The time Daglow is reminiscing about was in the 1970s at Pomoma college in Claremont, California, which was one of the few places that you could find a computer capable of inventing games on. Even though Daglow was studying to be a playwright he viewed games as a new way of writing. His titles at the time included Dungeon which was to grow into the Dungeons and Dragons empire, and the first baseball game.
A few years later, in the early 90s, Daglow and his company Stormfront Studios came up with a game changer. The creation of the first graphical Role Playing Game, Neverwinter Nights, which allowed massive multi-player. This game was the first time that bulk consumers could experience the same world.
It looks dated today, but Neverwinter Nights changed the way people play games, you can view a Youtube video below of the game that put Don Daglow and Stormfront on the map.
While it would be naive to think without Daglow that these types of games would not have been developed, it was his initial vision that allowed games like World of Warcraft, which has upwards of eight million subscribers globally, to blossom. His role in pioneering games has been acknowledged several times with major awards in both 2003 and 2008.
It’s this vision of what the future holds that has kept Daglow at the forefront of game development and he’s as excited about the industry as he was 35 years ago.
“We’ve gone through times of great prosperity in the industry where you really needed to be working with one of eight companies in one role or another or you couldn’t really do anything,” he says. “So one way or another you had to have a relationship with one of eight companies, now it’s more like 800,000 that you can have a relationship with. We were designing for one system, one platform, but now we can design for touchscreen this size (pointing at his smartphone), for tablet, for a big big home entertainment system or an Oculus [rift].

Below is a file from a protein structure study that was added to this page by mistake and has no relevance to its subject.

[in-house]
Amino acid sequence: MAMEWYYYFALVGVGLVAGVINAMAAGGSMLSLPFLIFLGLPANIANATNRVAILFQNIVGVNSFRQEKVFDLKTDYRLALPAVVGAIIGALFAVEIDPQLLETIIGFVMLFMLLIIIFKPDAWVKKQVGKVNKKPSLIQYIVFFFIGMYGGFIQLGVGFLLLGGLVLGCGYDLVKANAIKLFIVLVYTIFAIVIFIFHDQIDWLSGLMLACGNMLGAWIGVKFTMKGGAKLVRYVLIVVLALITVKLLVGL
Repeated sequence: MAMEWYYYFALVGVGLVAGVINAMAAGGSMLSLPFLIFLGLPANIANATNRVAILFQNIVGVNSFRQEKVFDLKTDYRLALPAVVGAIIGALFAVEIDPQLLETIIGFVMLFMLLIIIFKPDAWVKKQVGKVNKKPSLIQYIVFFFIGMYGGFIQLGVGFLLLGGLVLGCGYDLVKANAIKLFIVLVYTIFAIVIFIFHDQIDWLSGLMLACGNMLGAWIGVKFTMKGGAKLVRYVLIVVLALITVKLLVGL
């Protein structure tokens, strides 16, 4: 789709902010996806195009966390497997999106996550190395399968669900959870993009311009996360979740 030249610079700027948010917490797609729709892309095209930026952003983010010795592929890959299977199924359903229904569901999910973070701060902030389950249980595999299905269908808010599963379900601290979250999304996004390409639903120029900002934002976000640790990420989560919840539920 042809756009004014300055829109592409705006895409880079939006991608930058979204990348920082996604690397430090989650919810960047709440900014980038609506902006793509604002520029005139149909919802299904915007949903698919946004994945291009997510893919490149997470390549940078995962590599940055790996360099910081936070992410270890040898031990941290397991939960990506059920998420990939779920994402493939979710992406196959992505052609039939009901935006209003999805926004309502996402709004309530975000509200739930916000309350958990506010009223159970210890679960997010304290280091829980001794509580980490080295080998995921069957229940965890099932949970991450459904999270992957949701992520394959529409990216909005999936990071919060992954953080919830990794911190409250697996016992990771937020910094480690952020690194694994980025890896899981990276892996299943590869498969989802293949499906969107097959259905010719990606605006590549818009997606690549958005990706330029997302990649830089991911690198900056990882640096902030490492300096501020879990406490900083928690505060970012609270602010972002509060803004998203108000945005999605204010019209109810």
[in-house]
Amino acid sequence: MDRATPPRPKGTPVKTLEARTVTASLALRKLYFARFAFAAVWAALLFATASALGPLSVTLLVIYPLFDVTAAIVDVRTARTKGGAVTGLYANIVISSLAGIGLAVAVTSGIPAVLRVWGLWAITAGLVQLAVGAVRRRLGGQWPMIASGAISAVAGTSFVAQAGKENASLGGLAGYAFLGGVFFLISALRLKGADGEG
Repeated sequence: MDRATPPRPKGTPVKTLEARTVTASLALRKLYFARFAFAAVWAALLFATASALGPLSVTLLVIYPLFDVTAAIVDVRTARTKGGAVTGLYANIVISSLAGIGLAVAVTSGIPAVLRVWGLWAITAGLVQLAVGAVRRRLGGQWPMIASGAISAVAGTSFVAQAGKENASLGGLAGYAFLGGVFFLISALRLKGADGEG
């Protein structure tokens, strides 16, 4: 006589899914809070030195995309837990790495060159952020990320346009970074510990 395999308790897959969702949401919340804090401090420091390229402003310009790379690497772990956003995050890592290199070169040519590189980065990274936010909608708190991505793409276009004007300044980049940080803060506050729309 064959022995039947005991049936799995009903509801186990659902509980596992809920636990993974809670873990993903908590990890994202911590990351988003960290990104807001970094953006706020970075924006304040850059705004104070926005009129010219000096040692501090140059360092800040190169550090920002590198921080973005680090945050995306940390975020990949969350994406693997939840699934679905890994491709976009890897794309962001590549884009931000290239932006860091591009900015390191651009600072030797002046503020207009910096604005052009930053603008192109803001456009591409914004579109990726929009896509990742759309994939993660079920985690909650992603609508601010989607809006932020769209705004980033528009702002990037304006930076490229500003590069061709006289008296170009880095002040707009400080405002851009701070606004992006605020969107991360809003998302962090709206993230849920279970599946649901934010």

“So the variety and that excitement makes it a very very cool time to be around.
“I’ve always loved what I did, I fell in love with this craft in 1971, I have been married to my wife for 38 years and I’ve been in love with this craft, yes I think of it as a craft as well as a business, for 44 years.”
From an iGaming perspective the platforms that we have available to us is staggering. You can play real money slots on your mobile phones and tablets, on your computers, on your giant Smart TVs and it is even rumoured that products like the virtual reality headset Oculus Rift are developing casino games.
After Daglow made his presentation at EiG, he sat in a panel discussion with several of his peers, including Atari boss Frederic Chesnais, PariPlay CEO Gili Lisani, Chief Marketing Officer of Gamblit Gaming David Chang and Bigpoint CEO Heiko Hubertz. While most members of the panel were steadfast in their belief that 10 years from now online casino games would not look much different from today’s incarnation, Daglow did find one ally in Lisani.
Lisani, whose company PariPlay has shown a willingness to experiment with different iGaming ideas, tended to agree with Daglow that the future of online casino games will integrate a number of different technologies including smartphone app-based games, computer games and other technologies we haven’t seen yet.
While Daglow was effusive in his praise of the giant strides that virtual reality has made in recent years, he said it was something he was unable to be involved in, because he is blind in one eye. His theory on virtual reality and gambling was that it might cut back the social element of iGaming which has made giant strides in recent years with the advent of Live Dealer and other interfaces that incorporate social media platforms, or side games.
“I believe that to the degree that any gaming experience that walls you off from everybody that it’s a liability,” he says. “Clearly 3D is having a lot of success, Oculus has solved a ton of problems, John Carmack is an amazing engineer.
“I think the biggest trend for the future is not isolation but connection and that sense we’ve been playing with a friend, rather than by ourselves.”